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-- Bob Ruggiero

Shawn Mullins
Soul's Core
Columbia

Shawn Mullins is an unlikely one-hit wonder. After a stint in the army, he recorded six albums on his own label, carving out a loyal, if small, fan base from nine years of slogging it out on the listening-room circuit with cultish troubadours such as John Gorka and Billy Pilgrim. Then, seemingly out of nowhere, an Atlanta radio station put "Lullaby" into heavy rotation, and the phone calls from major labels started coming in.

Mullins's talky paean to growing up in Los Angeles on the fringes of the entertainment industry, "Lullaby" straddles the line between pop and folk. With its drum-machine rhythm, playful keyboards and ultra-hooky chorus -- in which Mullins promises, in a wistful falsetto, that everything is gonna be all right -- the tune is more Don Henley than Bob Dylan.

Consider that the exception. Most of Soul's Core, Mullins's major-label debut and actually a reissue of his last indie release (plus a bonus track), is closer in form to the folk and country acts he cites as influences. On "The Gulf of Mexico," which hinges on a relatively spare guitar/drums/piano arrangement, he tells parallel stories of a waitress stuck in a bad marriage who dreams of freedom, and of himself caught in his musician's life on the road. (In true singer/songwriter fashion, the author reveals that he took the words from a journal entry he wrote in the Floribama parking lot.) But while Mullins's pretty, meticulously produced story-songs recall artists such as Joni Mitchell and Bob Dylan, they lack the incisive sentiment, ragged edges and raw, emotional content that characterize the best music of those artists.

It's a credit to Mullins that Soul's Core rarely sounds like a folkie struggling to go electric. But it may be a problem for those whose experience with folk extends beyond the shallow likes of Jewel.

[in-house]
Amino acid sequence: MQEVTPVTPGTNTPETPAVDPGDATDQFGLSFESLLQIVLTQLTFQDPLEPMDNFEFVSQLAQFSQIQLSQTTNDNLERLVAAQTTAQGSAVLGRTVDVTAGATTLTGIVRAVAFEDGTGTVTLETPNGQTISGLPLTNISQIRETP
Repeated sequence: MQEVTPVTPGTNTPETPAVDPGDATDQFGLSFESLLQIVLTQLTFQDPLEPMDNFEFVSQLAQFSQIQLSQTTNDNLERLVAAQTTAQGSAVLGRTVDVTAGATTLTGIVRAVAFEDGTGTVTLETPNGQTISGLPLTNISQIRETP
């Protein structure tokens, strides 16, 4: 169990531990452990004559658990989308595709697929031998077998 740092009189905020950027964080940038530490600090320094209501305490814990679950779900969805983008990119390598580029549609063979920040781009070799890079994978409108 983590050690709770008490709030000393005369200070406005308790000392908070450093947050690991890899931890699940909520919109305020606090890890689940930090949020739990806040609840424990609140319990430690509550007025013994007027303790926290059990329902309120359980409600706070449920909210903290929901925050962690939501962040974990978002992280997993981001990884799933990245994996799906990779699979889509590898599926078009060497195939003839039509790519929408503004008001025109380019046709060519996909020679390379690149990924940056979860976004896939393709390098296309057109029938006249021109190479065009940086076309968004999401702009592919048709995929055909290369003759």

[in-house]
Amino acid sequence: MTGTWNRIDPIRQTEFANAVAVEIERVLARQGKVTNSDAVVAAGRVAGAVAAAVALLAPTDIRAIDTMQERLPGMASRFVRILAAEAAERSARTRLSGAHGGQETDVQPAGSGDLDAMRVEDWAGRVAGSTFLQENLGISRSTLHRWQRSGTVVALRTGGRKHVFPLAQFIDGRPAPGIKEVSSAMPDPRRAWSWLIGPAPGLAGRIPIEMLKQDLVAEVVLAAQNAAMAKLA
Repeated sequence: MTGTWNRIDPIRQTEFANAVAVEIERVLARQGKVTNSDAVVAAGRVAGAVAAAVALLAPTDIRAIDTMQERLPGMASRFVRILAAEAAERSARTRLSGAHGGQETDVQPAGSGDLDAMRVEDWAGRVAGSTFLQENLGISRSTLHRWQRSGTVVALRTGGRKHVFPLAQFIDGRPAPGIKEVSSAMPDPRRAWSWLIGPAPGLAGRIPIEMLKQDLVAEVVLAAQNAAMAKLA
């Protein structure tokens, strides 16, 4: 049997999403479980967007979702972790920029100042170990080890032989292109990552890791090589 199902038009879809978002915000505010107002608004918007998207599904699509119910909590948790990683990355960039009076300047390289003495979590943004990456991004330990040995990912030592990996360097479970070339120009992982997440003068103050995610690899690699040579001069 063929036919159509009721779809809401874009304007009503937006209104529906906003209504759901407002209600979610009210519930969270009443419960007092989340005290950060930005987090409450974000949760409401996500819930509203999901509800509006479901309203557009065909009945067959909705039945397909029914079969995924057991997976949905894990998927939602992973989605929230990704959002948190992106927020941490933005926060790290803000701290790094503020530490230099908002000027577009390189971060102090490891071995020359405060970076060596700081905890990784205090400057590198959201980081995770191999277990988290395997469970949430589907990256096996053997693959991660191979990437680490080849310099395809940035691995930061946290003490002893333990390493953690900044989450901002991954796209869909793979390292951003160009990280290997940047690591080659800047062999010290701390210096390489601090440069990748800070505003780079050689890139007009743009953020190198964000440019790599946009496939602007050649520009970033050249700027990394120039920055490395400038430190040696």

-- Seth Hurwitz

Various Artists
Let's Be Frank: A Tribute to Frank Sinatra
Hip-O Records

Frank Sinatra was at his peak during one of the great periods of American songwriting, at a time when the American popular standards were being penned by the likes of Jimmy Van Heusen, Sammy Cahn, Johnny Mercer and Cole Porter. So while a number of standards have come to be synonymous with Sinatra, in most cases there are several other great versions out there.

Hence the overall quality of Let's Be Frank, which compiles 16 songs made famous by Sinatra as recorded by other artists. Calling this a tribute album is a bit of stretch, as all the performances were recorded decades ago, and some of the performers -- Billie Holiday, Ella Fitzgerald and Dinah Washington -- have been dead for years. But while one can quibble over the merits of compiling a bunch of previously released songs, it's hard to dispute the relevance of Fitzgerald's belting out "(Love Is) the Tender Trap," or Louis Armstrong and Oscar Peterson's toying with "Just One of Those Things," or Mel Torme's crooning "The Second Time Around." Other standouts: Chet Baker's classic, cool interpretation of "My Funny Valentine," and a young Lou Rawls covering "It Was a Very Good Year," with its enticing jazz/soul mix.

Among Frank's faults, Jack Jones, Matt Monro and the McGuire Sisters simply don't swing with the best of them. And was Paul Anka's sappy rendition of "My Way" really that necessary? Packaging-wise, the session information in the liner notes is sorely lacking, and at just under 50 minutes, the disc could have been longer. But that hardly makes Let's Be Frank's classiest moments any less worthwhile.

-- Paul J. MacArthur

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